By Kim Blake (@kimkblake)
For the past few months, I’ve been working with our BISSELL client while a colleague has been out on maternity leave. Though healthcare seems vastly different from the world of housewares, I’ve found that public relations and marketing basics do, in fact, apply across industries. In addition, my time in the world of vacuums has provided some reminders that are helpful for any healthcare marketer.
Lesson 1: We recently helped BISSELL execute its White Sock Test contest, a program to promote BISSELL’s Lift-Off® Deep Cleaner. CRT/tanaka secured more than 84 million impressions through blogger outreach, a viral video and much engagement through Facebook and Twitter. A key learning for me was the importance of trial in any program. We engaged 23 bloggers to test and review the product. Clearly, we can’t (or probably shouldn’t) engage bloggers to test and review the latest surgical approach, but there are ways to give consumers a “sneak peek” at what they can expect at your hospital or from your doctors.
- For Bon Secours Health System, CRT/tanaka developed the Health Academy, a six-week program that provided consumers with an opportunity to go behind the scenes and learn about various surgical advances and the latest technology. The program operated like a mini-medical school, with a lecture component and a lab component. The Health Academy allowed the “students” to get familiar with the “faculty” (hospital nurses and surgeons) and the facility.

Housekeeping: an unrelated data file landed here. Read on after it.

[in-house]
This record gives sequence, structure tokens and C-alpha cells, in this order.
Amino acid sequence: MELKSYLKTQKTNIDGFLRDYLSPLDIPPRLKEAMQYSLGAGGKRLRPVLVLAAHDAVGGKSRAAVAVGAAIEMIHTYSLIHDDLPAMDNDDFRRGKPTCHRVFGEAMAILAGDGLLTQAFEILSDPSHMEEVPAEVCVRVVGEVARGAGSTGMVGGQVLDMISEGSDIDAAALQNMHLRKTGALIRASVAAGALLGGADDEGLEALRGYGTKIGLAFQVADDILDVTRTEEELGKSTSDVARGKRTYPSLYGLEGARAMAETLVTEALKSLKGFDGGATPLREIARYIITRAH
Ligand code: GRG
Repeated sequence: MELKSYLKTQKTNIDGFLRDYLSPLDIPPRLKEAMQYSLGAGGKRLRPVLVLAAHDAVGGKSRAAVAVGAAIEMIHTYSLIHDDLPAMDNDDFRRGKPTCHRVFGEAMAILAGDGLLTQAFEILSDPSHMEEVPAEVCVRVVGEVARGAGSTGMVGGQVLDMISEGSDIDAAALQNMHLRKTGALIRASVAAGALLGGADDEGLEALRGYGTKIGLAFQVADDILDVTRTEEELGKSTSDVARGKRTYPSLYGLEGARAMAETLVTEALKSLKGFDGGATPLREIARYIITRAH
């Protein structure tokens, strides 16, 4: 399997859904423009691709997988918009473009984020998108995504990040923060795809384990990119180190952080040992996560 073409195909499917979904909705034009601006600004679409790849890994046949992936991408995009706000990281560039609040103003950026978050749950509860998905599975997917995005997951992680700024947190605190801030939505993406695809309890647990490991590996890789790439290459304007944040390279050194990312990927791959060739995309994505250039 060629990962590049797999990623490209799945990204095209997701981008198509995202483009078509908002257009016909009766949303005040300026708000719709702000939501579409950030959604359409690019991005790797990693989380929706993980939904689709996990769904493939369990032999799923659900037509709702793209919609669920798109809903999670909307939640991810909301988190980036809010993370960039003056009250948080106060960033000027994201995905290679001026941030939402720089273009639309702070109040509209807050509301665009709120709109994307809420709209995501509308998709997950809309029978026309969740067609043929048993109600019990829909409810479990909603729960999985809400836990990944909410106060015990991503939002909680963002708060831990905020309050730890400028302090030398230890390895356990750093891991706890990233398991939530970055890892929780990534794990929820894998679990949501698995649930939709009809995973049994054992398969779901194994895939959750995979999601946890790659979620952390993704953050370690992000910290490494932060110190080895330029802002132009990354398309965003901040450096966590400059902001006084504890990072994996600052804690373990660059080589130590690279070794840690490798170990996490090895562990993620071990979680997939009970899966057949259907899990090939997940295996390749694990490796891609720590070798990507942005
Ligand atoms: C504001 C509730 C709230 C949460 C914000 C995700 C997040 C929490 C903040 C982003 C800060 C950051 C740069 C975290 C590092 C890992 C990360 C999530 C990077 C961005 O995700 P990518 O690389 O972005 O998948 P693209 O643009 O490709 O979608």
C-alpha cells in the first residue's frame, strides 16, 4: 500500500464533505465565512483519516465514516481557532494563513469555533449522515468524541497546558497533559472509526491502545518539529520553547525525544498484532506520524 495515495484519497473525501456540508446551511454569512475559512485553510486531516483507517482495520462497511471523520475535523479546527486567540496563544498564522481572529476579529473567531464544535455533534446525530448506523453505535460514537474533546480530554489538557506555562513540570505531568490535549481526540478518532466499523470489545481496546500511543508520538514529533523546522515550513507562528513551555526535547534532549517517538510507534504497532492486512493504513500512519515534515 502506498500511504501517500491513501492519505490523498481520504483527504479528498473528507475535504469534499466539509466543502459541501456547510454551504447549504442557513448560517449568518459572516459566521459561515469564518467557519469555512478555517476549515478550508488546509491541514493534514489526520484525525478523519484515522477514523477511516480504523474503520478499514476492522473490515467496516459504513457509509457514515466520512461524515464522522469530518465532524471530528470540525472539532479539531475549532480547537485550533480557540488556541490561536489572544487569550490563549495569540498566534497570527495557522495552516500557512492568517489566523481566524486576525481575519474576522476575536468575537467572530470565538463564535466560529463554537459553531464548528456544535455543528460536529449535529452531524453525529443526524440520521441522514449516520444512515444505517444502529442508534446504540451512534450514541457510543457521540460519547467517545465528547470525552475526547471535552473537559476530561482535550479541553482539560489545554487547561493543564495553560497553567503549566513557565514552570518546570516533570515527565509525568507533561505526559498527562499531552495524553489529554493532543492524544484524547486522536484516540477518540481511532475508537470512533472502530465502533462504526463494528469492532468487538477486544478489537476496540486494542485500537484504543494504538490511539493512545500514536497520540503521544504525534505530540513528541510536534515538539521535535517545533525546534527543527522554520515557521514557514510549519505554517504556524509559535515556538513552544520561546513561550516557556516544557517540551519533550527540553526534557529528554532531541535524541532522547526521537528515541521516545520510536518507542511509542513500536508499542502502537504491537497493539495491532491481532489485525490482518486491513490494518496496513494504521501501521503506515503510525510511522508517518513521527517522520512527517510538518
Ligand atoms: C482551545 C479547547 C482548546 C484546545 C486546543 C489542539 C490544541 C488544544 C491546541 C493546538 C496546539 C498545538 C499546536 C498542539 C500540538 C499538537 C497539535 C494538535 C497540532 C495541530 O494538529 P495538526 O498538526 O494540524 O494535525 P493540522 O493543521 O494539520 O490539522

- Texas Health Harris Methodist Hospital Hurst-Euless-Bedford created the Doc Shop, a doctor “speed dating”-style event that allowed consumers to test drive primary care physicians by interacting with them and asking them questions.
Lesson 2: BISSELL also reminded me of the important role corporate social responsibility plays within any organization. Pet owners are a key audience for vacuum brands, due to the inevitable messes created by our furry friends. In fact, proprietary research conducted by BISSELL revealed that 38 percent of Americans would add a pet to their home if “cleaning up after them” was easier. BISSELL already had a longstanding commitment to pet adoption and helping homeless pets find homes. They recently extended that commitment by establishing the BISSELL Pet Foundation to support pet adoption, spay neuter programs, micro-chipping and foster care.
- In healthcare, we are already addressing an issue that is near and dear to people’s hearts – the health of their community. One of the more creative examples of hospital corporate social responsibility is Chesapeake Regional Medical Center’s Bra-ha-ha® – an event that raises funds for breast health, including free mammograms for those in need.
Lesson 3: In the world of consumer products, it is not uncommon to utilize co-branding. BISSELL just recently launched its new Total Floors® Pet vacuum that features a Febreze® filter, which removes household odors. By itself, the vacuum has a number of impressive features, but the inclusion of another respected brand like Febreze® helps differentiate it from the competition.
- It’s important for hospitals to weigh the benefit of partnering with well-respected local or national brands to add consumer appeal. For instance, Georgetown University’s Lombardi Comprehensive Cancer Center worked with Ritz Carlton to provide their famous plush robes to breast cancer patients during their hospital stay.
Looking at healthcare through the lens of a consumer brand shows that there are many tools of the trade that make sense for any organization. Whether it’s tapping into causes your customers care about or forging partnerships, these are all strategies health systems as well as consumer brands can apply to reach their target audience.